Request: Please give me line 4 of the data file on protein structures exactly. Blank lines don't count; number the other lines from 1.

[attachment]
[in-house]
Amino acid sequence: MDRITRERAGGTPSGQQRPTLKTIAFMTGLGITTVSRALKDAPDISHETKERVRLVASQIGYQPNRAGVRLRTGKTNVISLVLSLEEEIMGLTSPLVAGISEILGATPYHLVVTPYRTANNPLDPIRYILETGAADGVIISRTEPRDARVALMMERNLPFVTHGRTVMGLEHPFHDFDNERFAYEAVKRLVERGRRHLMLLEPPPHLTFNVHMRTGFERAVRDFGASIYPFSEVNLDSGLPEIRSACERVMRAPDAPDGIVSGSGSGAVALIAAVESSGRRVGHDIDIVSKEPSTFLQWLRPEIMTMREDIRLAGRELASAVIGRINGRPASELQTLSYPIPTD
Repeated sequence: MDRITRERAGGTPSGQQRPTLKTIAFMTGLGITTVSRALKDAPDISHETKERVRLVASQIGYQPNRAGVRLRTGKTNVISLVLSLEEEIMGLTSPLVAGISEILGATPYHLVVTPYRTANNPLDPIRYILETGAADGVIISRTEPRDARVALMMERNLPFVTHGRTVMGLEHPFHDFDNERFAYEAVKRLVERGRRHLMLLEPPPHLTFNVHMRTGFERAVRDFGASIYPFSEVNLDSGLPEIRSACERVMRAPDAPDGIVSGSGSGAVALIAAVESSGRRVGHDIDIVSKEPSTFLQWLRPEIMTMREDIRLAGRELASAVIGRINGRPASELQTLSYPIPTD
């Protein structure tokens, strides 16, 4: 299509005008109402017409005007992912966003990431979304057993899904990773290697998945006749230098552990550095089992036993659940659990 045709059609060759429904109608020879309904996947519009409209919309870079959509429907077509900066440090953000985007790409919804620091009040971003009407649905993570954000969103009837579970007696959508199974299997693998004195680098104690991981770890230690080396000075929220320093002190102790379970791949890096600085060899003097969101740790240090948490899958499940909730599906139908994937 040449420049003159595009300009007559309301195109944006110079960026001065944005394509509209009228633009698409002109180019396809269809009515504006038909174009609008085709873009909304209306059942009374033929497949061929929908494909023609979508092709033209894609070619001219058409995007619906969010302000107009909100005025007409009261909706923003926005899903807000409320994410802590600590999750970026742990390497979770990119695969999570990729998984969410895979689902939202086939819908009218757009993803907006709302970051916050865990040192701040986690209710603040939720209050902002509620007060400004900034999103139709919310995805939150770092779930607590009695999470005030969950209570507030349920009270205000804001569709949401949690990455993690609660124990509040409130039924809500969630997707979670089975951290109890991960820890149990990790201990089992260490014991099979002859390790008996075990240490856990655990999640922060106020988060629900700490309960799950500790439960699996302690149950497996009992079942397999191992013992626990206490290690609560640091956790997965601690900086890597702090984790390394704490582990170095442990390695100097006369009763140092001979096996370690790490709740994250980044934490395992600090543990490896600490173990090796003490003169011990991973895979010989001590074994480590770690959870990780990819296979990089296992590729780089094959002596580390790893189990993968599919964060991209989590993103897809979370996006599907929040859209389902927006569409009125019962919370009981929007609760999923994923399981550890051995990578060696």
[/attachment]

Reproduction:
């Protein structure tokens, strides 16, 4: 299509005008109402017409005007992912966003990431979304057993899904990773290697998945006749230098552990550095089992036993659940659990 045709059609060759429904109608020879309904996947519009409209919309870079959509429907077509900066440090953000985007790409919804620091009040971003009407649905993570954000969103009837579970007696959508199974299997693998004195680098104690991981770890230690080396000075929220320093002190102790379970791949890096600085060899003097969101740790240090948490899958499940909730599906139908994937 040449420049003159595009300009007559309301195109944006110079960026001065944005394509509209009228633009698409002109180019396809269809009515504006038909174009609008085709873009909304209306059942009374033929497949061929929908494909023609979508092709033209894609070619001219058409995007619906969010302000107009909100005025007409009261909706923003926005899903807000409320994410802590600590999750970026742990390497979770990119695969999570990729998984969410895979689902939202086939819908009218757009993803907006709302970051916050865990040192701040986690209710603040939720209050902002509620007060400004900034999103139709919310995805939150770092779930607590009695999470005030969950209570507030349920009270205000804001569709949401949690990455993690609660124990509040409130039924809500969630997707979670089975951290109890991960820890149990990790201990089992260490014991099979002859390790008996075990240490856990655990999640922060106020988060629900700490309960799950500790439960699996302690149950497996009992079942397999191992013992626990206490290690609560640091956790997965601690900086890597702090984790390394704490582990170095442990390695100097006369009763140092001979096996370690790490709740994250980044934490395992600090543990490896600490173990090796003490003169011990991973895979010989001590074994480590770690959870990780990819296979990089296992590729780089094959002596580390790893189990993968599919964060991209989590993103897809979370996006599907929040859209389902927006569409009125019962919370009981929007609760999923994923399981550890051995990578060696």